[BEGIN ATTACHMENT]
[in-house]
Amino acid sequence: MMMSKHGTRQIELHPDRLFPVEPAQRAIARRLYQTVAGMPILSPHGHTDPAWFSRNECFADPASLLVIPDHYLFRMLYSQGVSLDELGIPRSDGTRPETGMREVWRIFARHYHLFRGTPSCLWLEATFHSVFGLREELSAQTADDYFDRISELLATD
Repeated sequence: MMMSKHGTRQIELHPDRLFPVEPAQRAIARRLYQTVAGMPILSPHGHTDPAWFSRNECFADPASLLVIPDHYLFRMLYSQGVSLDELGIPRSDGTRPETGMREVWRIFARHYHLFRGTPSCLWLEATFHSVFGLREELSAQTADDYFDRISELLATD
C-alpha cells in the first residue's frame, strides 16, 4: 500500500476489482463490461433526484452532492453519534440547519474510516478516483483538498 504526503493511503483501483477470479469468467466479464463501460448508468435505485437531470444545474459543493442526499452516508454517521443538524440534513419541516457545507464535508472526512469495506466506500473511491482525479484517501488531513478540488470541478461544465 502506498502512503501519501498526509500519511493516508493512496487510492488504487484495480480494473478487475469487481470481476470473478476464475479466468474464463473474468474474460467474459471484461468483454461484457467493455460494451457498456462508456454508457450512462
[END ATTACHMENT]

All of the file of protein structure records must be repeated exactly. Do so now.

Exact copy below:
[in-house]
Amino acid sequence: MMMSKHGTRQIELHPDRLFPVEPAQRAIARRLYQTVAGMPILSPHGHTDPAWFSRNECFADPASLLVIPDHYLFRMLYSQGVSLDELGIPRSDGTRPETGMREVWRIFARHYHLFRGTPSCLWLEATFHSVFGLREELSAQTADDYFDRISELLATD
Repeated sequence: MMMSKHGTRQIELHPDRLFPVEPAQRAIARRLYQTVAGMPILSPHGHTDPAWFSRNECFADPASLLVIPDHYLFRMLYSQGVSLDELGIPRSDGTRPETGMREVWRIFARHYHLFRGTPSCLWLEATFHSVFGLREELSAQTADDYFDRISELLATD
C-alpha cells in the first residue's frame, strides 16, 4: 500500500476489482463490461433526484452532492453519534440547519474510516478516483483538498 504526503493511503483501483477470479469468467466479464463501460448508468435505485437531470444545474459543493442526499452516508454517521443538524440534513419541516457545507464535508472526512469495506466506500473511491482525479484517501488531513478540488470541478461544465 502506498502512503501519501498526509500519511493516508493512496487510492488504487484495480480494473478487475469487481470481476470473478476464475479466468474464463473474468474474460467474459471484461468483454461484457467493455460494451457498456462508456454508457450512462